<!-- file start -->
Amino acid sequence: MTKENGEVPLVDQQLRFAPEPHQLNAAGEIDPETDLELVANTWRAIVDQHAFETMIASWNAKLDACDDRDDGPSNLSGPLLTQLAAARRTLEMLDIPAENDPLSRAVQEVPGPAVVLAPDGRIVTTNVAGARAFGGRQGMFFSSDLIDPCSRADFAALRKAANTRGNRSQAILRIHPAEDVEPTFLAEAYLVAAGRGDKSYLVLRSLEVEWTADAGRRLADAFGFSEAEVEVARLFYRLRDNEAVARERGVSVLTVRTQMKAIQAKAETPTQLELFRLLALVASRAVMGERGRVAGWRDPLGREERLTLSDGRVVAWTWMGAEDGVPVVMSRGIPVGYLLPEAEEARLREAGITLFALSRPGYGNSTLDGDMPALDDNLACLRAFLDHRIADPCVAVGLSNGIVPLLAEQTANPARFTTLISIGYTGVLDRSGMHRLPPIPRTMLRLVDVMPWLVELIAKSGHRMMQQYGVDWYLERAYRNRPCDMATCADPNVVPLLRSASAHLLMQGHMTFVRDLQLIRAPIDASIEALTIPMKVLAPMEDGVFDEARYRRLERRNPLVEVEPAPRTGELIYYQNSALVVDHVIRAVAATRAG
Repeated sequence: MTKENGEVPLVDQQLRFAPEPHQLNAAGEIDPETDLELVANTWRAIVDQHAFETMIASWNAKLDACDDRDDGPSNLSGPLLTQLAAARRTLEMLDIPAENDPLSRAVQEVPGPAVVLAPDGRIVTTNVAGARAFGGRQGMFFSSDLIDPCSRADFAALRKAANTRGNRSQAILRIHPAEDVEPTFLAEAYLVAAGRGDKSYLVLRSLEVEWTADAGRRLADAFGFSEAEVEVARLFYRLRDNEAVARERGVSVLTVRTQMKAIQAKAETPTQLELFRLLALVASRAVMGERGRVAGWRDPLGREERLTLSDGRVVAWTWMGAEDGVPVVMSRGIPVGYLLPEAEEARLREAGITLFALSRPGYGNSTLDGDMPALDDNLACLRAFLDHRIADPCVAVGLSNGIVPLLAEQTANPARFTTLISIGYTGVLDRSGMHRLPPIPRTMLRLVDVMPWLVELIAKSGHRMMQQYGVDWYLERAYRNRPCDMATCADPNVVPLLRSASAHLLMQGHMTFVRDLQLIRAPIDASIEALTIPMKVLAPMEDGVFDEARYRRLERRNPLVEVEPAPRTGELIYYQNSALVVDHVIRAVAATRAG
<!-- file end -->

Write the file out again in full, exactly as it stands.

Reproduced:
Amino acid sequence: MTKENGEVPLVDQQLRFAPEPHQLNAAGEIDPETDLELVANTWRAIVDQHAFETMIASWNAKLDACDDRDDGPSNLSGPLLTQLAAARRTLEMLDIPAENDPLSRAVQEVPGPAVVLAPDGRIVTTNVAGARAFGGRQGMFFSSDLIDPCSRADFAALRKAANTRGNRSQAILRIHPAEDVEPTFLAEAYLVAAGRGDKSYLVLRSLEVEWTADAGRRLADAFGFSEAEVEVARLFYRLRDNEAVARERGVSVLTVRTQMKAIQAKAETPTQLELFRLLALVASRAVMGERGRVAGWRDPLGREERLTLSDGRVVAWTWMGAEDGVPVVMSRGIPVGYLLPEAEEARLREAGITLFALSRPGYGNSTLDGDMPALDDNLACLRAFLDHRIADPCVAVGLSNGIVPLLAEQTANPARFTTLISIGYTGVLDRSGMHRLPPIPRTMLRLVDVMPWLVELIAKSGHRMMQQYGVDWYLERAYRNRPCDMATCADPNVVPLLRSASAHLLMQGHMTFVRDLQLIRAPIDASIEALTIPMKVLAPMEDGVFDEARYRRLERRNPLVEVEPAPRTGELIYYQNSALVVDHVIRAVAATRAG
Repeated sequence: MTKENGEVPLVDQQLRFAPEPHQLNAAGEIDPETDLELVANTWRAIVDQHAFETMIASWNAKLDACDDRDDGPSNLSGPLLTQLAAARRTLEMLDIPAENDPLSRAVQEVPGPAVVLAPDGRIVTTNVAGARAFGGRQGMFFSSDLIDPCSRADFAALRKAANTRGNRSQAILRIHPAEDVEPTFLAEAYLVAAGRGDKSYLVLRSLEVEWTADAGRRLADAFGFSEAEVEVARLFYRLRDNEAVARERGVSVLTVRTQMKAIQAKAETPTQLELFRLLALVASRAVMGERGRVAGWRDPLGREERLTLSDGRVVAWTWMGAEDGVPVVMSRGIPVGYLLPEAEEARLREAGITLFALSRPGYGNSTLDGDMPALDDNLACLRAFLDHRIADPCVAVGLSNGIVPLLAEQTANPARFTTLISIGYTGVLDRSGMHRLPPIPRTMLRLVDVMPWLVELIAKSGHRMMQQYGVDWYLERAYRNRPCDMATCADPNVVPLLRSASAHLLMQGHMTFVRDLQLIRAPIDASIEALTIPMKVLAPMEDGVFDEARYRRLERRNPLVEVEPAPRTGELIYYQNSALVVDHVIRAVAATRAG